ABOUT THE BOOK:
We’ve all been there, sitting uncomfortably in a paper gown as a doctor impassively describes our prognosis. Sometimes it’s simple and treatable. Other times we get news we can’t fathom and then are faced with decisions that are literally life and death.
In this revolutionary book, physician, behavioral scientist, and bioethicist Peter Ubel, M.D., reveals how hidden dynamics in the doctor/patient relationship keep us and our loved ones from making the best medical choices. From doctors who struggle to explain to patients how fail to properly listen, countless factors alter the course of our care, causing things to go seriously awry.
With riveting stories of Ubel’s own experience in the field, his groundbreaking research, and his personal journey walking oved ones through difficult treatment choices, Critical Decisions will forever change the way we communicate inside hospitals and medical offices, where thoughtful decision making matters the most. Dr. Ubel has been on both ends of the stethoscope, and in this book, he shows how patients and doctors can learn to become partners and work together to make the right choices. From choosing to get surgery, to discussing the side effects of a blood pressure medication, we can finally discover the tools to improve communication, understand the issues and make confident decisions for our future health and happiness.
WHAT OTHERS ARE SAYING:
“Decisions affecting our health and our loved ones’ are some of the most important that we make. As a physician and social scientist Peter Ubel is unparalleled in his understanding of the influences that guide our medical decisions and, here, he shows us how we can make better decisions.”
– DAN ARIELY, bestselling author of The Honest Truth About Dishonesty and Predictably Irrational
“There are few topics more in need of a book in the choice-loving U.S. than ‘who decides’ when it comes to medical decision-making. And there is no person alive better equipped to write such a book than Peter Ubel. And he writes beautifully.”
– BARRY SCHWARTZ, author of The Paradox of Choice and Practical Wisdom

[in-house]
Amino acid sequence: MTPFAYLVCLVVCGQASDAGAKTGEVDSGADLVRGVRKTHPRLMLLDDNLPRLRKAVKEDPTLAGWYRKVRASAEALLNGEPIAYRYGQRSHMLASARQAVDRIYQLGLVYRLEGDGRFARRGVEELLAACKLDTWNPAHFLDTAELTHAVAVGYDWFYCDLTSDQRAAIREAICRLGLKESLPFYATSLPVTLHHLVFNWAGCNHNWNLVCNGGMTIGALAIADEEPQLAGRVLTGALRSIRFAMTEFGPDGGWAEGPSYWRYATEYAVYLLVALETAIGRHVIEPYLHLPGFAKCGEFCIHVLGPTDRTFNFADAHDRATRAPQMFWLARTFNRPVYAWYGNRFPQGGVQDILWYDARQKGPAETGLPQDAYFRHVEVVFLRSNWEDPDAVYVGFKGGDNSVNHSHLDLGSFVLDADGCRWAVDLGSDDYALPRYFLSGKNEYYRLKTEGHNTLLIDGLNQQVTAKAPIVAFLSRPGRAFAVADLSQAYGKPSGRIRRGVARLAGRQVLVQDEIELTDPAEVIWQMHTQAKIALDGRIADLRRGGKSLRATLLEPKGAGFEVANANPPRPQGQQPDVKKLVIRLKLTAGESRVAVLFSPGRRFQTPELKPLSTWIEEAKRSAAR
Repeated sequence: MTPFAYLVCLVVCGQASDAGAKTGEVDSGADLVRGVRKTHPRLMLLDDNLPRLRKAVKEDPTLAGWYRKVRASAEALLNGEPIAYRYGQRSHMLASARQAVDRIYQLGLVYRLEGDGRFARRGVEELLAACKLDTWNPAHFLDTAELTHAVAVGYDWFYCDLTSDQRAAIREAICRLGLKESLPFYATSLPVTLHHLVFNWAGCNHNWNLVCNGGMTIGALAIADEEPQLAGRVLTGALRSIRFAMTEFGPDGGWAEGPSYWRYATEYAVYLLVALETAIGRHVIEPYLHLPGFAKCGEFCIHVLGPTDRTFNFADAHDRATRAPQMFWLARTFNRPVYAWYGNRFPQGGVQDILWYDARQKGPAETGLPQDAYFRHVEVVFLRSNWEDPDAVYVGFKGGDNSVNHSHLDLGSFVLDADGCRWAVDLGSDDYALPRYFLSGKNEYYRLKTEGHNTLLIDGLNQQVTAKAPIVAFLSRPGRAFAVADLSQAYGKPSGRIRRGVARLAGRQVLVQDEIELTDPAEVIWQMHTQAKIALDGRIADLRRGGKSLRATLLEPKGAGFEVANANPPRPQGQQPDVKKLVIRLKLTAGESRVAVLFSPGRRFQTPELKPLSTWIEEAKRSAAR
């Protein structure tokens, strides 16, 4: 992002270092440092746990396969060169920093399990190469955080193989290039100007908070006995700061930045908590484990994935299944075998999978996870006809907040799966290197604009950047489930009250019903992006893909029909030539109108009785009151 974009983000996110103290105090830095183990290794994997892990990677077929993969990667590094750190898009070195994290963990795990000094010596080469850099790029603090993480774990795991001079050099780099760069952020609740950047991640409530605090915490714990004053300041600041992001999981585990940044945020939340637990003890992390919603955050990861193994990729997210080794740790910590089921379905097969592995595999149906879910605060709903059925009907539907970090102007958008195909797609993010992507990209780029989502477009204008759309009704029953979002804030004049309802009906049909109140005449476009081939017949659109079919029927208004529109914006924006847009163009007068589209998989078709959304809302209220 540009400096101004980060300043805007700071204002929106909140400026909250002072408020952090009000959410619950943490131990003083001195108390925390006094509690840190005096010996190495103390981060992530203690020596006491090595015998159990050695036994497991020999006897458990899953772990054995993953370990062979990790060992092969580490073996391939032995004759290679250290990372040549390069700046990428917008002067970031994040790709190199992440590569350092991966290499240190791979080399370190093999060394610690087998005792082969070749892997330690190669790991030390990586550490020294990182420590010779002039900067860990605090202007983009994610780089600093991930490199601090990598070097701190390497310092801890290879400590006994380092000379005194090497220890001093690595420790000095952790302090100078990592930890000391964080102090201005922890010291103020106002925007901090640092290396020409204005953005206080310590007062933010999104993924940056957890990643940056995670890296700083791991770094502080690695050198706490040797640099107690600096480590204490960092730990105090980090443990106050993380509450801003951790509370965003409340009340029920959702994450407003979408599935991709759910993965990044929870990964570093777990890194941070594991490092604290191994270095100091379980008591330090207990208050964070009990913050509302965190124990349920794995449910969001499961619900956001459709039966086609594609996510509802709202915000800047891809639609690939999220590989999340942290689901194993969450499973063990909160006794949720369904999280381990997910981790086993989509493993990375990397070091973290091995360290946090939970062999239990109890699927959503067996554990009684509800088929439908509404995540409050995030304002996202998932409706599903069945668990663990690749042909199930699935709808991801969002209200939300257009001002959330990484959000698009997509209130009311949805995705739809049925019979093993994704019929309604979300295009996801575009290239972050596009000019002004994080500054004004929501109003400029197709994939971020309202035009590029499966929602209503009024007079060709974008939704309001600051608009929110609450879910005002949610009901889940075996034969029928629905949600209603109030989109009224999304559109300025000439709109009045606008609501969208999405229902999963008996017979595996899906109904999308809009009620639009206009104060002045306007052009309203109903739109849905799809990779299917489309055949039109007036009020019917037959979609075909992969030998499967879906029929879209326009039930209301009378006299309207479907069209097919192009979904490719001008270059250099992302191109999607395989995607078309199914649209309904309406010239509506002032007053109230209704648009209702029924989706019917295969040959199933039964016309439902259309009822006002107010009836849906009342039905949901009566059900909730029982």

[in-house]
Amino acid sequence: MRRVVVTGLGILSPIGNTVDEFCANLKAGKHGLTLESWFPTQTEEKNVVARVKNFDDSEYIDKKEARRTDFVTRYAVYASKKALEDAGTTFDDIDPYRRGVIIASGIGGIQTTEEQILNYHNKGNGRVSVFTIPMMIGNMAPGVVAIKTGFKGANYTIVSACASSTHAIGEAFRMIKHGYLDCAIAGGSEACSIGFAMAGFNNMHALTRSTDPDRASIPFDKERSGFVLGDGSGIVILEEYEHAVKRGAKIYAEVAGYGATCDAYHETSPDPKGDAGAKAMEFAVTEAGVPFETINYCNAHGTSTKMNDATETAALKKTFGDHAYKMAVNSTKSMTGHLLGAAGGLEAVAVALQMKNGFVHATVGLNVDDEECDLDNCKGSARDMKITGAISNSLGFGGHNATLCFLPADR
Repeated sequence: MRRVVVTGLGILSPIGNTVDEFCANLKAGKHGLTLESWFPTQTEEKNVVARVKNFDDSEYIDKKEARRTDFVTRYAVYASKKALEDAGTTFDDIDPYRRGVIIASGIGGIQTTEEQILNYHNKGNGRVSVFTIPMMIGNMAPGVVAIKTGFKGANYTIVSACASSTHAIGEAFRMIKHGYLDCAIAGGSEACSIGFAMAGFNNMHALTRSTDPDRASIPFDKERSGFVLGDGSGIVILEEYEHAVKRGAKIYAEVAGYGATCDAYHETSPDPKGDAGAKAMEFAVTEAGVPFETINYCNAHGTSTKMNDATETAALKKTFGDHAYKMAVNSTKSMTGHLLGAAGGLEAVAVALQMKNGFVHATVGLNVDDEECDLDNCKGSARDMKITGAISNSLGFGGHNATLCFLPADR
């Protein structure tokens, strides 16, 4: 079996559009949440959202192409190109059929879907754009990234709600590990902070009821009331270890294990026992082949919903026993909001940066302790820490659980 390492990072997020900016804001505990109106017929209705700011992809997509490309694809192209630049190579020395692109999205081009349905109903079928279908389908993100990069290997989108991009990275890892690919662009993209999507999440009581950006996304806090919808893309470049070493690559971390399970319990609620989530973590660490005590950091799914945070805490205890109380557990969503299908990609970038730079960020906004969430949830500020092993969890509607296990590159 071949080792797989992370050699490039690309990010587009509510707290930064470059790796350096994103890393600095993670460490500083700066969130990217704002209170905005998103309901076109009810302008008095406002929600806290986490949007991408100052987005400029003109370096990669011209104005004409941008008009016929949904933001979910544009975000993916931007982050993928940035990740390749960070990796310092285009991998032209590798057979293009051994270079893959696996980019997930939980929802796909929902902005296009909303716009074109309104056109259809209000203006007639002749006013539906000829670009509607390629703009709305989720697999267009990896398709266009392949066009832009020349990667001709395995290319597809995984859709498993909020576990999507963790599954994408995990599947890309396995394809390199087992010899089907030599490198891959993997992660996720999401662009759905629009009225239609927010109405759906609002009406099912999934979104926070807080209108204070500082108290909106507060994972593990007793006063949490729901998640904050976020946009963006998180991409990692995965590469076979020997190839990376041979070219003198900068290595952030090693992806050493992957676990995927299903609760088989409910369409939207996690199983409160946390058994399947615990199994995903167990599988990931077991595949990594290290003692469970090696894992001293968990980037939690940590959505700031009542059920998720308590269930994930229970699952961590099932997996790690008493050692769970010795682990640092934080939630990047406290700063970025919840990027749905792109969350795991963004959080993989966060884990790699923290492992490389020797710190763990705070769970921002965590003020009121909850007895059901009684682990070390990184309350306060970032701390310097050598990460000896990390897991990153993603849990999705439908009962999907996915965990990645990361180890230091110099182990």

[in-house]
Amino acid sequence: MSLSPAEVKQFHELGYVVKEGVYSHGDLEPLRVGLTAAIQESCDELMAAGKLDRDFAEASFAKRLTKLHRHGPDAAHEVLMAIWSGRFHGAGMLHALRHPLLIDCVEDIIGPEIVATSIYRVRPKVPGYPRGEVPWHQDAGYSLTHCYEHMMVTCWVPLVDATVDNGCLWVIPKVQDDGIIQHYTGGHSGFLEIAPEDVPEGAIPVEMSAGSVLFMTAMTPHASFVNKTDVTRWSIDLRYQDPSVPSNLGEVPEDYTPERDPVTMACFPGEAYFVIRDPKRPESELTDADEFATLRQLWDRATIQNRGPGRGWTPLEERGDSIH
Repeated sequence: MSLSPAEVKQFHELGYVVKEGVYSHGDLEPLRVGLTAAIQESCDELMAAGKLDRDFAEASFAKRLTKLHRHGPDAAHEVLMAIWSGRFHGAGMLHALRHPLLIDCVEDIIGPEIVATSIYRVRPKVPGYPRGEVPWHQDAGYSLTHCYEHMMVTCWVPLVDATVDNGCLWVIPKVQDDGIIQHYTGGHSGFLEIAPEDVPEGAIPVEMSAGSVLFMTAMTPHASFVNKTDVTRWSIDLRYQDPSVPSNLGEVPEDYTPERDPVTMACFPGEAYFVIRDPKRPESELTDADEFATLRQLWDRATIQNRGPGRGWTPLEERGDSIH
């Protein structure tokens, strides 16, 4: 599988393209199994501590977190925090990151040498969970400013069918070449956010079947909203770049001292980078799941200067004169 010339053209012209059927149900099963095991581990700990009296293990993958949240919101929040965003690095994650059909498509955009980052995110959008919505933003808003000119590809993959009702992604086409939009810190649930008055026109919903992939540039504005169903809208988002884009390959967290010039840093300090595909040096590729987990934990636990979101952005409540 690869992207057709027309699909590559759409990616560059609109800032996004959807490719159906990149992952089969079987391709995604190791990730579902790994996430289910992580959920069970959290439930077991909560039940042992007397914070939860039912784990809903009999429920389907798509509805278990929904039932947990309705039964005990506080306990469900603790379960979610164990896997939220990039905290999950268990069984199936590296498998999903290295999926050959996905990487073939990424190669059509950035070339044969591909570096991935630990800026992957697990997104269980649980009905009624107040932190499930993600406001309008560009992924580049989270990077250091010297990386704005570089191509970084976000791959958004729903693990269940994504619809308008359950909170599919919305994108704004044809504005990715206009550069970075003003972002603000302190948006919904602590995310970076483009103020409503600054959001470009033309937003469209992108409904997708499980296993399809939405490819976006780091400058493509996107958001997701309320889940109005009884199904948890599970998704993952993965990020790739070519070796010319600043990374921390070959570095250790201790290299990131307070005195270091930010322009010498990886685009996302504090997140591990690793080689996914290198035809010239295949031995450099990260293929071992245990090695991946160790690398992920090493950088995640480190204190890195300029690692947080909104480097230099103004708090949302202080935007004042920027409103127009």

“Peter Ubel is a top-notch scientist and writer. His ideas are important, his style is accessible (with the right balance of humor and compassion), and his topic is timely. We need someone like Peter—no, we need Peter—to help us sort out how patients and their doctors can better work together to make these important decisions.”
– DANIEL GILBERT, author of Stumbling on Happiness
“Peter Ubel’s writing is riveting. This book asks some of the most profound questions of our time. Are we equipped, as humans, to make the choice of whether to live or die? What is more important, quality or quantity of life? Is anyone—be it an individual for him—or herself or deciding on behalf of another—equipped to make such decisions? This book will be must reading for serious readers!”
– SHEENA S. IYENGAR, author of The Art of Choosing
WHY I WROTE THE BOOK:
The diagnosis is prostate cancer. The patient, overwhelmed by the bad news, has to figure out the relative pros and cons of surgery, radiation and ‘watchful waiting’.
The young woman is in a persistent vegetative state. Her parents decide that it is time to take her off the ventilator that is keeping her alive. But her doctor refuses.
The operation will slow the patient’s death, not cure her. Partway through the procedure, her surgeon realizes that removing her throat tumor will leave her without speech but that halting the surgery will expose her to infection. Should he continue to operate?
What are the best medical choices for these people? For us? Who should be making these critical decisions?
Health care has come a long way since the days when doctors withheld bad news and made every decision in patient treatment. In today’s world of “patient empowerment,” patients have been told they hold all the cards. But even if that were true (and it’s not!), most wouldn’t know how to play them anyway.
In this book I show how hidden dynamics in the doctor/patient relationship keep us, and our loved ones, from making the best medical choices. From doctors who struggle to explain, to patients who fail to properly listen, countless factors alter the course of our care, causing things to go seriously awry.
I discuss how patients and doctors can learn to become partners, and work together to make the right choices. From whether to get surgery to deciding whether the side effects of a blood pressure medication are worth the trouble, we can discover the tools to improve communication, understand the issues, and make confident decisions for our future health and happiness.